By Daniel R. Pearce
The barn owl has done what no anti-wind turbine protester in Port Ryerse has been able to do to date: halt construction of a green energy project in their village.
A woman walking her dog this summer spotted one of the birds — they are on the endangered species list in Ontario — flying into a barn.
An investigation ensued, photographs of the owl perched on a woodpile were taken, and the sighting was confirmed. The evidence was then presented to an environmental review tribunal hearing, which last week slapped a five-month moratorium on the project.
Boralex, the company that wants to construct a four-turbine 10-megawatt wind farm next to Lake Erie, must now apply to the Ontario government for what’s known as an “overall benefit permit” if it wants to continue with the project.
It must submit an amended plan showing how the wind farm will avoid having a negative impact on the owls and that it has explored alternative sites. It must also show it will do something to help the birds, such as creating new habitat.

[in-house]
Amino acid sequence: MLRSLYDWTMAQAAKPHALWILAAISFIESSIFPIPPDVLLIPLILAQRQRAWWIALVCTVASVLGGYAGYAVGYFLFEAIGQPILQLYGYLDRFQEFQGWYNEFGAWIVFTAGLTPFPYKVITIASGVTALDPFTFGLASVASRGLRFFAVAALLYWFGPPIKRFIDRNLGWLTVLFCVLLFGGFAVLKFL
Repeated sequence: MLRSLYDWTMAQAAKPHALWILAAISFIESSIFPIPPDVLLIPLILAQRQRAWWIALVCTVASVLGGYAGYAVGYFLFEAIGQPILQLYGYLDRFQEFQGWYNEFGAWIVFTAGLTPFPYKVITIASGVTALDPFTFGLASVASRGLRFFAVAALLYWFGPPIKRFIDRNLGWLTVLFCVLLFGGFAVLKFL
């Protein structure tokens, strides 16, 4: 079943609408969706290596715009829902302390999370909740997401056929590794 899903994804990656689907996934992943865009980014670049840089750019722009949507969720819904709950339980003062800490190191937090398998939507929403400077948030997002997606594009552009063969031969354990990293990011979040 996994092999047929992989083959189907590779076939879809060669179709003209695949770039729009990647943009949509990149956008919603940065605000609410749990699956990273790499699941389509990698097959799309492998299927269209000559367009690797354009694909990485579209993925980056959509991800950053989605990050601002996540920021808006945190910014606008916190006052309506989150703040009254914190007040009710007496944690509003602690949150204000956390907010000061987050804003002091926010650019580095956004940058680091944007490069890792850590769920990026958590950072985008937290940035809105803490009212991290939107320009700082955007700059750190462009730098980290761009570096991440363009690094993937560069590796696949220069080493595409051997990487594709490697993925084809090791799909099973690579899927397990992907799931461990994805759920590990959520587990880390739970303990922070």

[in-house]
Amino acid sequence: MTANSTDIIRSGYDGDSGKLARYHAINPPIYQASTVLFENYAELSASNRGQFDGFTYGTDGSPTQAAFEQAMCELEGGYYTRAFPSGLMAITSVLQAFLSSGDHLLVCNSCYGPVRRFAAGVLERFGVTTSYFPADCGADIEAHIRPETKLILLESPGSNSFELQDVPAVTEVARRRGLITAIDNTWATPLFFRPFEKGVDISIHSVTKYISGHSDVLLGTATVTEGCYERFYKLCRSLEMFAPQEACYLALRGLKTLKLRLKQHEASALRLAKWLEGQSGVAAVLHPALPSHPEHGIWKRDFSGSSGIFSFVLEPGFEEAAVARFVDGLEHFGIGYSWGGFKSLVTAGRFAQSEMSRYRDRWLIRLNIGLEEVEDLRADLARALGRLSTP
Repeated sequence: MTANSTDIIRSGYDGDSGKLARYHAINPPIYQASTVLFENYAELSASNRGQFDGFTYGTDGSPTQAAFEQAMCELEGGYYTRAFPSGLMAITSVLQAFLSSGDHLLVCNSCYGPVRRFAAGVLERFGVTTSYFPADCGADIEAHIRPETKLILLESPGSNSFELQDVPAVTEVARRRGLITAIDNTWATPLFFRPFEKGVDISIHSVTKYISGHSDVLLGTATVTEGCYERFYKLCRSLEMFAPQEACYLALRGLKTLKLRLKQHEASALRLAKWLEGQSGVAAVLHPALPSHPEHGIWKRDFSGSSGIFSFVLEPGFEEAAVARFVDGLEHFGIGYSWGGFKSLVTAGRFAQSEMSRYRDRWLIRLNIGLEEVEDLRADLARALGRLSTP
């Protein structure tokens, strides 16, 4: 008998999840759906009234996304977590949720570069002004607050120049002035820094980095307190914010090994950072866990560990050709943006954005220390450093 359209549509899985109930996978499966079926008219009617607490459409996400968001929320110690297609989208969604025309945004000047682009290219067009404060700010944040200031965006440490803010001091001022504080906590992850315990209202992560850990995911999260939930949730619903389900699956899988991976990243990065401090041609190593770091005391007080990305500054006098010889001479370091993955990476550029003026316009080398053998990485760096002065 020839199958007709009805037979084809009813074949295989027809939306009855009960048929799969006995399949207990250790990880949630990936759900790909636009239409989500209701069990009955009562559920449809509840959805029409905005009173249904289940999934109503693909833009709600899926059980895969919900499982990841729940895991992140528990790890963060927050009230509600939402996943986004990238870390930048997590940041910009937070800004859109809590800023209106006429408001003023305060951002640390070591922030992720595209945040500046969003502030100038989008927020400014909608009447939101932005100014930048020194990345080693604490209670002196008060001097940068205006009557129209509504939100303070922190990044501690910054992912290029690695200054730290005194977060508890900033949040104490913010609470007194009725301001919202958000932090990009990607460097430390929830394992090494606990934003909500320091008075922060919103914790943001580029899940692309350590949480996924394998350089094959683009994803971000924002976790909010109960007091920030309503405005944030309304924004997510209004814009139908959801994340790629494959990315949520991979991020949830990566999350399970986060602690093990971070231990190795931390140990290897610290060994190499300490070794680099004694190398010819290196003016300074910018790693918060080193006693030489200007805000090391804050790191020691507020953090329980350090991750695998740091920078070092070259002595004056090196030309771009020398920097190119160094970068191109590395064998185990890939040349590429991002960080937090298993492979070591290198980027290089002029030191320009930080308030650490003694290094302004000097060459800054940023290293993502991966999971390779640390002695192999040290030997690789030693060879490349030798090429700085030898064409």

The tribunal hearing has been adjourned until March 31.
The Port Ryerse case is the first time a project in Ontario has been ordered back to the drawing board due to the presence of barn owls.
As a result, “there are a number of unknowns right now that will take some work and some time to bring to a conclusion,” Sylvia Davis, legal counsel for the Ontario Ministry of the Environment and Climate Change, wrote in an email to the parties to the hearing.
The barn owl is so rare there have only been four confirmed nesting sites in the province in the past decade and maybe a dozen or more confirmed sightings, said Bernie Solymar, a member of the Ontario Barn Owl Recovery Team who happens to live in Port Ryerse.
And this related article as well. Barn owl killed by wind turbine-they said such a thing could not happen.